My generation was right on the cusp of this transition- the transition to feeling entitled. When I was a few years into the workforce (but still pretty new), I suddenly felt quite old. While I wasn't much older than the "college kids" joining the workforce (literally only a few years older), I was noticing a big discrepancy in our attitudes. I felt like I was worlds apart from understanding them. These newbies did only what was expected of them- if that. Never did they go above and beyond, work late, take on extra responsibility, or take a proactive approach to learning and growing in their role. I noticed that these individuals expected to be rewarded for their efforts, even though they were pitiful efforts and merely doing what they were supposed to do to earn their salary. They wanted bonuses, recognition letters, free lunch days, and more. Again, all for doing the bare minimum. In addition to this, they seemed to be needed to be told what to do at all times. If they finished something early (before being told what to do next), they either did nothing, or asked what they should do. It didn't occur to them to figure it out. To learn and problem solve. Or to do extra. Several years later, I found myself switching from my engineering role into teaching high school chemistry. What I had seen in the workforce, was multiplied times 10 at the high school level. I made it my expectation to try and teach my students some much needed "real world lessons".
Now, as a mother, with these memories looming over my head, I am making a sure fire plan to make sure my daughter grows up and resembles a work ethic closer to that of my generation and generations past. My goal is to raise children that are problem solvers. To raise children that are hard working, proactive, humble, gracious, and eager to learn. To raise children that do their best at all times so they can be proud of their accomplishments. To raise children that are grateful. To raise children that have goals, and want to achieve more in life. To raise children that know they always have room for improvement, and that strive to find paths towards that improvement. To raise leaders.
As I think about the young generations and try to problem solve and figure out what changes have taken place to allow such behavior to become so common, I am drawn to a few observations:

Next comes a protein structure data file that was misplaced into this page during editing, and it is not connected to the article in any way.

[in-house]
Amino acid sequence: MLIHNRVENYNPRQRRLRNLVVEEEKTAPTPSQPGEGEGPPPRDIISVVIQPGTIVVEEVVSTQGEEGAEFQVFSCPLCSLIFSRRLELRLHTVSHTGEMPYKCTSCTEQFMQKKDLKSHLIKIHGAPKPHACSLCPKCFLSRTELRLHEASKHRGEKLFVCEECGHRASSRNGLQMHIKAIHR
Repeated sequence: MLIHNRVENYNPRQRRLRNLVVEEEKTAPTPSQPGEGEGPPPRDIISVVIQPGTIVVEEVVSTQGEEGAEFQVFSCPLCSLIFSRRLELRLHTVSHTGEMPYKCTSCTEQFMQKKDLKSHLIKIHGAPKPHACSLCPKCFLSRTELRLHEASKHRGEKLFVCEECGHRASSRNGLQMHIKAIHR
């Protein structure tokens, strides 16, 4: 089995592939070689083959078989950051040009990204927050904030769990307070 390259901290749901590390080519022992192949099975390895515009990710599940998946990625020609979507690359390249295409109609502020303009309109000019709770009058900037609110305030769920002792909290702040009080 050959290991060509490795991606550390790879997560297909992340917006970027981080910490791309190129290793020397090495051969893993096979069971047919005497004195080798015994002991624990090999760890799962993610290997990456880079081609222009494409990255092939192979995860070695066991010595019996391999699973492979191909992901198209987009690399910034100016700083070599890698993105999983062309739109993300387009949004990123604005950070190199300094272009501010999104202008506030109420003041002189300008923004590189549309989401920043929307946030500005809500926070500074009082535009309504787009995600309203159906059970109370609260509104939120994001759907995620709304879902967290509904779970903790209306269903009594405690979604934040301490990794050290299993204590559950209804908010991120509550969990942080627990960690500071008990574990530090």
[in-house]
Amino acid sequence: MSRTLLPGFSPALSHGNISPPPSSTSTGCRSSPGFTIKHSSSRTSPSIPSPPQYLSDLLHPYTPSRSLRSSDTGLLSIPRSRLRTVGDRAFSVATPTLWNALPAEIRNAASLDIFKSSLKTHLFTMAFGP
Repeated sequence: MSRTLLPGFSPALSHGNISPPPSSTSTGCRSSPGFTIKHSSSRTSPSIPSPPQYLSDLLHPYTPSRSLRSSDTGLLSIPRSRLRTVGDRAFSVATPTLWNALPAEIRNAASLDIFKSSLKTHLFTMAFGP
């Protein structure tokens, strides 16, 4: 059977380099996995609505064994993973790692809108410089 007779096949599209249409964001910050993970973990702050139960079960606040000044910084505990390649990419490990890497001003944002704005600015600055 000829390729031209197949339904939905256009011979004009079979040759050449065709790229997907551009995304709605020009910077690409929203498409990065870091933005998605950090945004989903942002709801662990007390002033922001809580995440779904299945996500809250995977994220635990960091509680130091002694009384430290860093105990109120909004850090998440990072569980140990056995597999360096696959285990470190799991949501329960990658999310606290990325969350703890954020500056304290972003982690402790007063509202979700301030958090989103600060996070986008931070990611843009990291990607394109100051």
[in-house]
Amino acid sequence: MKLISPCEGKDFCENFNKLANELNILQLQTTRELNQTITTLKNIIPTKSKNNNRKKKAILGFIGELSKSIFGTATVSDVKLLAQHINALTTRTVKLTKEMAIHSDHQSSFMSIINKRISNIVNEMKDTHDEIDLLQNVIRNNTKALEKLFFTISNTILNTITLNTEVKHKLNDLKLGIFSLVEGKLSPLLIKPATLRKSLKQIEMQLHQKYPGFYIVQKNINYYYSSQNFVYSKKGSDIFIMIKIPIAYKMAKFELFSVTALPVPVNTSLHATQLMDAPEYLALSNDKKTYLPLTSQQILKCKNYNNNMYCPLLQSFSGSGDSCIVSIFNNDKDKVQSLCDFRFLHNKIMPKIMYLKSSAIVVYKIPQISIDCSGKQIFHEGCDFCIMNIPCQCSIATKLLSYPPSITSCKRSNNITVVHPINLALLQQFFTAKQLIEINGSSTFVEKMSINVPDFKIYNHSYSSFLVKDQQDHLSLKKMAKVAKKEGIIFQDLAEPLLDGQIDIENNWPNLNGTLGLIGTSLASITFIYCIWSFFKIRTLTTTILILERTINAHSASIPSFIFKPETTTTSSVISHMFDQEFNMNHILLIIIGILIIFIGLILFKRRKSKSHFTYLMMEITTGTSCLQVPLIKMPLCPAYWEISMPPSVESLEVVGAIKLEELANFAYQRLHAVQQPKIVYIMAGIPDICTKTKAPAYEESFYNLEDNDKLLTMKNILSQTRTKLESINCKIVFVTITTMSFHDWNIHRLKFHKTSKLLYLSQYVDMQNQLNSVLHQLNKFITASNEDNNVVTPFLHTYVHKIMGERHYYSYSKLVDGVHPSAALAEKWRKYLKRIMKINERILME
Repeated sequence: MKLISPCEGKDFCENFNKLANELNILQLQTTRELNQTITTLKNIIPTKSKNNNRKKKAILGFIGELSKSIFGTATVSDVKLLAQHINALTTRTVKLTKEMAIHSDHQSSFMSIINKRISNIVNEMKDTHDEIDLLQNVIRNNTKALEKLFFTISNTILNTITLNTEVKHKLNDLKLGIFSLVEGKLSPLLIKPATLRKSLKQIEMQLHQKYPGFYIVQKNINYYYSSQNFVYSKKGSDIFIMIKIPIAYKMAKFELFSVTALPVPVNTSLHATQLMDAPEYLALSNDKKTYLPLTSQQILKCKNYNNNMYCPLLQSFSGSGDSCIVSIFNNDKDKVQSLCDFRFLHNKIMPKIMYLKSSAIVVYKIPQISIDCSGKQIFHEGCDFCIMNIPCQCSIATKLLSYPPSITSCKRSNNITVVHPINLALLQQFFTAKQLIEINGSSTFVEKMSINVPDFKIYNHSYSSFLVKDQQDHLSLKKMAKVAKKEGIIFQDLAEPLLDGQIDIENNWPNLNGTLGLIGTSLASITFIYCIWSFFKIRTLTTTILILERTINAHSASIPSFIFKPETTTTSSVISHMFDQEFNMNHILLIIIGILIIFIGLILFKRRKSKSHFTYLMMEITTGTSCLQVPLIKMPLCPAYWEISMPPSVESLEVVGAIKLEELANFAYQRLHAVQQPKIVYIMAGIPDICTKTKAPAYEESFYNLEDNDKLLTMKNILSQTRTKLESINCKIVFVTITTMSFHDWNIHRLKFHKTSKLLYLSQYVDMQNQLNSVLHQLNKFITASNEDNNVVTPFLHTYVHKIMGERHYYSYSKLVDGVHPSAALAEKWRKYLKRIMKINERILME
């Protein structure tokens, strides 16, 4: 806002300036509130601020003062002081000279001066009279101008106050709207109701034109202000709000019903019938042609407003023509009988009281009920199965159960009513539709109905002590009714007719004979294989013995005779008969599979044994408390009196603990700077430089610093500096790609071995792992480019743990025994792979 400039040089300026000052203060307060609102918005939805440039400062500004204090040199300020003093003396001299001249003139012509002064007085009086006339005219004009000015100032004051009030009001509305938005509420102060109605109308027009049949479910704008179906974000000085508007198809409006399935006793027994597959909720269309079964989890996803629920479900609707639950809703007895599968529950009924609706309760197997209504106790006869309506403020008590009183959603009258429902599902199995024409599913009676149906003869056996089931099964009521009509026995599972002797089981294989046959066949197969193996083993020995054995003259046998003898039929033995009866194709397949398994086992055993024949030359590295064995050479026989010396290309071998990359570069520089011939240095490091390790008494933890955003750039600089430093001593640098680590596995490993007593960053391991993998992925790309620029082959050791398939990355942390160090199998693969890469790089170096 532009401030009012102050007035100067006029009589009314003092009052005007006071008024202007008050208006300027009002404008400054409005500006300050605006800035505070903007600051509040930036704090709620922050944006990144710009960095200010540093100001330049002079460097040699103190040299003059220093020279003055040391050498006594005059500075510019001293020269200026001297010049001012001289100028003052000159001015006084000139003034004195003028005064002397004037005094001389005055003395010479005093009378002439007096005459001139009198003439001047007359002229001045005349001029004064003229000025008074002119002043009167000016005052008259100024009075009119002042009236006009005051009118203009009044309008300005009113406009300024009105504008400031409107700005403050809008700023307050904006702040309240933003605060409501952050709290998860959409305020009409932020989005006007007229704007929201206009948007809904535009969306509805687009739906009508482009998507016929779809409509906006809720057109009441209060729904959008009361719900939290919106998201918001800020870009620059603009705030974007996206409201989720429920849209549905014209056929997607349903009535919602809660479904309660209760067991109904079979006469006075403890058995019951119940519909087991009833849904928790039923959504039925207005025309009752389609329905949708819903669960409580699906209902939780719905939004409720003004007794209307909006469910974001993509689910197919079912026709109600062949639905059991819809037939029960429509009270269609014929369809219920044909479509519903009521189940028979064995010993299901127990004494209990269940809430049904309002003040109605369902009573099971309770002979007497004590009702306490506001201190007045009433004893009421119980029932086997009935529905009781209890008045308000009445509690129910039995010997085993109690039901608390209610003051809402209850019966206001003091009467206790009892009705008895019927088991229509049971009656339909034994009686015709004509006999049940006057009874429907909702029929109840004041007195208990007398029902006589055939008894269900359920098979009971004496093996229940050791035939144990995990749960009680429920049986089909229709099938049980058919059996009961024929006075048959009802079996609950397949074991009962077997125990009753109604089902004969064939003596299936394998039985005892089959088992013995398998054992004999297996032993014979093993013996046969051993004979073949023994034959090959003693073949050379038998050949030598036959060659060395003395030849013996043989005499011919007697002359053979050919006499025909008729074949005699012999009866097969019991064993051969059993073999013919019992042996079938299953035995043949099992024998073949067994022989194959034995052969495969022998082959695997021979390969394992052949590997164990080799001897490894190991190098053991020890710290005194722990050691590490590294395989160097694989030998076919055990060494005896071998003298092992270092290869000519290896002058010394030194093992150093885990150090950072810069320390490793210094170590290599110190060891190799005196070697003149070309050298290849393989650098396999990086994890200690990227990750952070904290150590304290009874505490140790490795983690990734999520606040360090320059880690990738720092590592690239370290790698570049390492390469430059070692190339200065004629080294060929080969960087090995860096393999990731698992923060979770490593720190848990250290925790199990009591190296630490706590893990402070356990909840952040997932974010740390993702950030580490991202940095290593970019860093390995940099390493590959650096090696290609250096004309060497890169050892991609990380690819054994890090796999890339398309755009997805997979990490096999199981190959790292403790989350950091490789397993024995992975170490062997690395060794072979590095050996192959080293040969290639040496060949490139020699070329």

- Include everyone approach. Instead of teaching our children to include others naturally and consider everyone's feelings, we've taken to a mandatory include everyone approach. Suddenly, all students in a class HAVE to be invited to a birthday party. What happened to simply teaching our children to be respectful about things like this? How about teaching them, to not discuss a party in front of someone that isn't invited because of how it might make them feel? Or having real conversations about who is invited and why? Why aren't we simply focusing on the consideration of others' feelings? We are missing out on so many important conversations with our children now, because everyone is automatically included. And on the flip side, everyone expects to be included and feels entitled to this because that's just how it is nowadays. This is far from how things worked when I was young.
- Everyone wins and gets a trophy. Did your team lose? That's ok, you get a participation trophy! Did you submit a half-assed essay that you didn't even proof-read because you expected your computer to do that for you? That's ok, you get a passing grade and a star! Children don't know what it is to fail and have to pick themselves back up. They don't know what it is to work harder and harder and harder. They don't know what it is to have to work to succeed. We push our education with standardized tests that require more "knowledge" (fact based regurgitation) then ever, yet our standards of expectation and consequences have declined rapidly.